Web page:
CITY COUNCIL ‘Not the time to jerk us around,’ Mayor tells Residence Inn
The Residence Inn on Sepulveda Boulevard, where an attempted murder occurred in September, came under the Manhattan Beach City Council’s scrutiny Tuesday night. The council, in light of the shooting that occurred on September 8, brought the hotel’s conditional use permit up for review, and what they discovered — 107 police responses to the site this year — greatly and unanimously displeased council members.
An exchange between Councilperson Steve Napolitano and David Millard, a managing director from the group that owns the hotel, was indicative of the level of frustration and distrust the council felt towards hotel management.
“The question is, what the hell is going on out there?” Napolitano asked Millard. “A hundred and seven calls. That’s a terrible rap sheet.”
Millard, who said he was a Manhattan Beach resident, suggested that the incidents that had occurred at the hotel this year were related to the pandemic. He said the hotel, located at 1700 N. Sepulveda, had reduced its rates in order to attract business after the collapse of the hospitality industry due to COVID-19.
“I think unfortunately we didn’t anticipate that lowering our rates and trying to attract any business that we could would necessarily invite people who have a predilection to party and cause problems and do things that are not in keeping with our house rules, which we try to vigorously enforce,” Millard said. “So I agree with you. It’s outrageous that the police department had to respond to these kinds of volumes of problems. It’s absolutely frustrating and maddening. And we are…”
Napolitano cut him off.
“It sounds like they’re still going on. And I’ll tell you, you’re this far away from a revocation hearing,” he said. “I’m ready to go there. You’re still having problems out there.”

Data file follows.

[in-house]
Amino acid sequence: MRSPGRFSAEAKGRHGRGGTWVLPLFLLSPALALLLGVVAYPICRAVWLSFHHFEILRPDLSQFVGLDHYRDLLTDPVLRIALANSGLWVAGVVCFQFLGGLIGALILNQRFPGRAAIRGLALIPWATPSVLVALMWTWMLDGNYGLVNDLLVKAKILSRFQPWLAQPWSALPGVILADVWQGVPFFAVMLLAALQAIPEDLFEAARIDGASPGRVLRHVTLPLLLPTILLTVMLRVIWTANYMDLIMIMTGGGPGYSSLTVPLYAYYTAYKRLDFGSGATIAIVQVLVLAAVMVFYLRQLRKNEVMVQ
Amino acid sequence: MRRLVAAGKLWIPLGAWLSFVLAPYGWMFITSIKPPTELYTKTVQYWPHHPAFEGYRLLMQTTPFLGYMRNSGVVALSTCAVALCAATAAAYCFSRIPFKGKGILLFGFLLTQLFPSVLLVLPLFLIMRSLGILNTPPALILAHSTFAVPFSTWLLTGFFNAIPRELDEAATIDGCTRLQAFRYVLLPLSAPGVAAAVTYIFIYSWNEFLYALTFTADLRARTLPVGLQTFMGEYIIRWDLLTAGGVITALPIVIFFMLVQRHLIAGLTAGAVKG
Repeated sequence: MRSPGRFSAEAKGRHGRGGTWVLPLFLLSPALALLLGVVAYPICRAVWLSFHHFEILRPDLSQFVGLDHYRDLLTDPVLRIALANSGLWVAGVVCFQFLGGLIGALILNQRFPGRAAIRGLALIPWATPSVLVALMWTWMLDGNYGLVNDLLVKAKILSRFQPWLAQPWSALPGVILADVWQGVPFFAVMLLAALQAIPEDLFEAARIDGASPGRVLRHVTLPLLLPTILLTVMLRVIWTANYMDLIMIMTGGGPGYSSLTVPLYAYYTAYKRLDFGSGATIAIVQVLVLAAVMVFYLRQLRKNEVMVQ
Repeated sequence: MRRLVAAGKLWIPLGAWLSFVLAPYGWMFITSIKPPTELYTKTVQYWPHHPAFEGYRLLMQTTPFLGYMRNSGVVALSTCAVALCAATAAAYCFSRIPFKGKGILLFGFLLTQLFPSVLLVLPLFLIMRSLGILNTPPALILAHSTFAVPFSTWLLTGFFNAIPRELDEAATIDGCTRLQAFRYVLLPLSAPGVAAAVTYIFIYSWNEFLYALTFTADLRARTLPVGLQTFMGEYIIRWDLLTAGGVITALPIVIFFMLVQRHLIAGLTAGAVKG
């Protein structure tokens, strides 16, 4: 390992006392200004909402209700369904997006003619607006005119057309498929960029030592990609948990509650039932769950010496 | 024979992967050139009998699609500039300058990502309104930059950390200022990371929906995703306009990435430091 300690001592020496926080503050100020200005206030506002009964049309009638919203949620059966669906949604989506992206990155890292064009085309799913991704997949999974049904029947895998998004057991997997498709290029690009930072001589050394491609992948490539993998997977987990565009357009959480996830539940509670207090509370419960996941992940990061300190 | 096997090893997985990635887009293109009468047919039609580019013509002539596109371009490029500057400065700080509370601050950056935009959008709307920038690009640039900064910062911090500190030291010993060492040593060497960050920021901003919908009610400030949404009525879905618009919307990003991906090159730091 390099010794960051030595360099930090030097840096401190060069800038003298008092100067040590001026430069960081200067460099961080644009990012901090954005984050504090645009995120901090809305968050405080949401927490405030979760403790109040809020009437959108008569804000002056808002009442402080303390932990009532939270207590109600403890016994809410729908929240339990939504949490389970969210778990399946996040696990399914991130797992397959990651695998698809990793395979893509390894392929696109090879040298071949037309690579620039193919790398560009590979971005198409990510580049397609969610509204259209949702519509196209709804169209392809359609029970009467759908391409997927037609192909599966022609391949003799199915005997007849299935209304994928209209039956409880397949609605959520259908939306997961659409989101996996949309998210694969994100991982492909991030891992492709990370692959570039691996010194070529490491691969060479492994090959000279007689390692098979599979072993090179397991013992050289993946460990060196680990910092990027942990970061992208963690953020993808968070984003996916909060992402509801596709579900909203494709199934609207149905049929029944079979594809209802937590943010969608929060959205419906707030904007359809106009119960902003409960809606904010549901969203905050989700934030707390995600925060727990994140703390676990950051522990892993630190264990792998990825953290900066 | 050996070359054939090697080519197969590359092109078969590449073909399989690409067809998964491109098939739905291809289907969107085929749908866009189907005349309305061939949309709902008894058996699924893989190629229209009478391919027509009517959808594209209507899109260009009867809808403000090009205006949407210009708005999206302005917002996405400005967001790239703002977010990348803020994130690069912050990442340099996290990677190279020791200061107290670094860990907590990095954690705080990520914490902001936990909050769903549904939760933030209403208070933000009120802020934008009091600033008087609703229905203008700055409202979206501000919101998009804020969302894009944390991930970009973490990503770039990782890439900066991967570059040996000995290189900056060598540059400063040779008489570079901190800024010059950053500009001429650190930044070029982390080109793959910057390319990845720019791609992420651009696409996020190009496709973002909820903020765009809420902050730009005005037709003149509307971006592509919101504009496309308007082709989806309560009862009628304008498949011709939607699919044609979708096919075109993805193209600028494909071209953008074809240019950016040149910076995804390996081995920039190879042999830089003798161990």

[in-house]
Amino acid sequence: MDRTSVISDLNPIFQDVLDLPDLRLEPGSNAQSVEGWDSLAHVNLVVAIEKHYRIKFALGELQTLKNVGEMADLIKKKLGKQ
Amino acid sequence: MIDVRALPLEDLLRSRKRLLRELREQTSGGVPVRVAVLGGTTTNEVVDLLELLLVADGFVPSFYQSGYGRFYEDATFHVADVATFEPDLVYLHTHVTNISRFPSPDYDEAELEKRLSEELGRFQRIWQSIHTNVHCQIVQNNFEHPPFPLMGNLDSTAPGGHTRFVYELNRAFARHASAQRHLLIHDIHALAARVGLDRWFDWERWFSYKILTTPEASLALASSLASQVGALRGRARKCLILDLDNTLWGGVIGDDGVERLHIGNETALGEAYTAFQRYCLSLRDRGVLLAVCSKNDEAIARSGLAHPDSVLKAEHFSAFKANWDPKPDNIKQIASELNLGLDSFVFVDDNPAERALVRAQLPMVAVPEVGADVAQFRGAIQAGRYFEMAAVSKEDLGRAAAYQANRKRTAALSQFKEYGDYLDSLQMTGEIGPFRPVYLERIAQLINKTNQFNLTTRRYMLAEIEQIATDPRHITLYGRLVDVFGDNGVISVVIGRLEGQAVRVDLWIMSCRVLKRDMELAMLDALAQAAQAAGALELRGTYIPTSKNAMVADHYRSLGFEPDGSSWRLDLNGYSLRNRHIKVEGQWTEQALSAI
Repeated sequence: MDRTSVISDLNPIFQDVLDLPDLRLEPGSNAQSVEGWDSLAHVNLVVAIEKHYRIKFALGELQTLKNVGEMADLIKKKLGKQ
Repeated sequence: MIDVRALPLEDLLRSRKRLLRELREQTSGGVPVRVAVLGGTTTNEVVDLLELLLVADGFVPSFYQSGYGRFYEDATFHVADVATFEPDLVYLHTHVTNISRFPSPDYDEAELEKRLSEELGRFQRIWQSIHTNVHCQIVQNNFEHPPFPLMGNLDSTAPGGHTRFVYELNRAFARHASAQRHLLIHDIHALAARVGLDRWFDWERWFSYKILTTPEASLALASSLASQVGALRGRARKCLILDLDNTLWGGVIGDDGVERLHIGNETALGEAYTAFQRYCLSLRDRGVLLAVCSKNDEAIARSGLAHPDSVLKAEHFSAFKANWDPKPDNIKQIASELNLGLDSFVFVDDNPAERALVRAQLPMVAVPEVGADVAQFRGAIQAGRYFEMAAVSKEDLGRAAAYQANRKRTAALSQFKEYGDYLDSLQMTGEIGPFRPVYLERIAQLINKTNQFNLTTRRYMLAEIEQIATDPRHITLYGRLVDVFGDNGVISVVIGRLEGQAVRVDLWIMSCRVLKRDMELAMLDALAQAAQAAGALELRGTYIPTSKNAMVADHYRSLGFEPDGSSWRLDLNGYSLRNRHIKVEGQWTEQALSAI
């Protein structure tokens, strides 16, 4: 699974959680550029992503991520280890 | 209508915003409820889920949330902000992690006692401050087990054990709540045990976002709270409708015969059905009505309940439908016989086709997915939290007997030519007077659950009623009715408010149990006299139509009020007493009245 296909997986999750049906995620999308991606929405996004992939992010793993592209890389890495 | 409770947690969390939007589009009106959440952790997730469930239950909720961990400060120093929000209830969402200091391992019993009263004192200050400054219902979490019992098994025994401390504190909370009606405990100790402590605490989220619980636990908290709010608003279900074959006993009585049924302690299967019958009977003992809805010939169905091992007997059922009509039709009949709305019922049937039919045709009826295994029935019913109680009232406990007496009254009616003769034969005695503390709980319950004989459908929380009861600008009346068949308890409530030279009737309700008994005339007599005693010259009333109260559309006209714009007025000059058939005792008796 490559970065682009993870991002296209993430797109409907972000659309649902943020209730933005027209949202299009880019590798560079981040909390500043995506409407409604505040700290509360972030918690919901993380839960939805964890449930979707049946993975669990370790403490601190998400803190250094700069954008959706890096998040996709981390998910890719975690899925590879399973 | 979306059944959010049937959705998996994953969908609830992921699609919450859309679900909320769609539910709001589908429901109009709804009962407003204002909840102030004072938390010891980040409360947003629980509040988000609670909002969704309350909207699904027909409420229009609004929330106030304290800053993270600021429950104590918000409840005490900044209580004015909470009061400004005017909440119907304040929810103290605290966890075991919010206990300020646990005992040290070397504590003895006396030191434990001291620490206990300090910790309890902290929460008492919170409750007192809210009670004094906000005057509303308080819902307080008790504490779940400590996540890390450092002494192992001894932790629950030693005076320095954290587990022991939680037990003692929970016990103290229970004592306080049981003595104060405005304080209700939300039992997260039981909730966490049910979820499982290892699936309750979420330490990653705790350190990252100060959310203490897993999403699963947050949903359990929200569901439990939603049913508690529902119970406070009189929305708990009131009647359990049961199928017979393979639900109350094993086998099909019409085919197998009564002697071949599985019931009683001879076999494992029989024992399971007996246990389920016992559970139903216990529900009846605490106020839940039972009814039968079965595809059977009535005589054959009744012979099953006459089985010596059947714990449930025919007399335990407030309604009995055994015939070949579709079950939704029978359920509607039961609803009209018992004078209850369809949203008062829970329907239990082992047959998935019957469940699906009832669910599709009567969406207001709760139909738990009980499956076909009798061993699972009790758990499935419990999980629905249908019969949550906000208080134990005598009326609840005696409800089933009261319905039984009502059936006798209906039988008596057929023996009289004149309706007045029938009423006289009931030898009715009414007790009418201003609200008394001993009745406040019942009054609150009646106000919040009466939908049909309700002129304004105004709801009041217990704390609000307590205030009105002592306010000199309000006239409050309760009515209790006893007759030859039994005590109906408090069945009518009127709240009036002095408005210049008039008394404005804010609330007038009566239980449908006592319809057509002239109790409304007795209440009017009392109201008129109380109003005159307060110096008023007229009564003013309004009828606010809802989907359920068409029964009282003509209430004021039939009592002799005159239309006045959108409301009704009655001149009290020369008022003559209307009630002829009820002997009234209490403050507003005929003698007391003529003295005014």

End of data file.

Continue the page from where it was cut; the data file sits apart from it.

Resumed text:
Millard said he was “not privy” to who was making those calls.
“Your neighbors,” Napolitano said. “Your neighbors are making the calls.”
“Right. And I live in the Tree Section. And we have a ton of crime that’s happening here,” Millard said. “And we make a lot of calls, too. It is an unfortunate fact that we have a social issue that is impacting the entire city.”
Napolitano said that what was occuring at Residence Inn was not a citywide problem.
“The problem is the hotel’s,” he said. “I think you are deflecting to the city right now.”
“Well, that’s that’s your opinion, and I respect it,” Millard said. “I think I’m not trying to deflect it on the city, I’m trying to point out that we are living in extraordinary times. And I think you are trying to suggest that the hotel has invited these problems.”
“You are certainly not controlling them,” Napolitano shot back.
The Manhattan Beach Police Department, in a city staff report, indicated that the uptick of criminal activity at the Residence Inn has occurred since January and that incidents had included loud music and parties, evictions, stolen vehicles, narcotics, assault with deadly weapon, battery, fraud and forgery, discharge of a firearm in public, and the recent attempted murder (which also involved a firearm). The police timeline did note that since the attempted murder, on September 8, MBPD had worked with hotel management and only four calls have occurred since.
Millard stressed that the hotel is in the process of making changes, including increased security, motion-activated sensor lights, and increasing the height of the wall separating the property from nearby homes.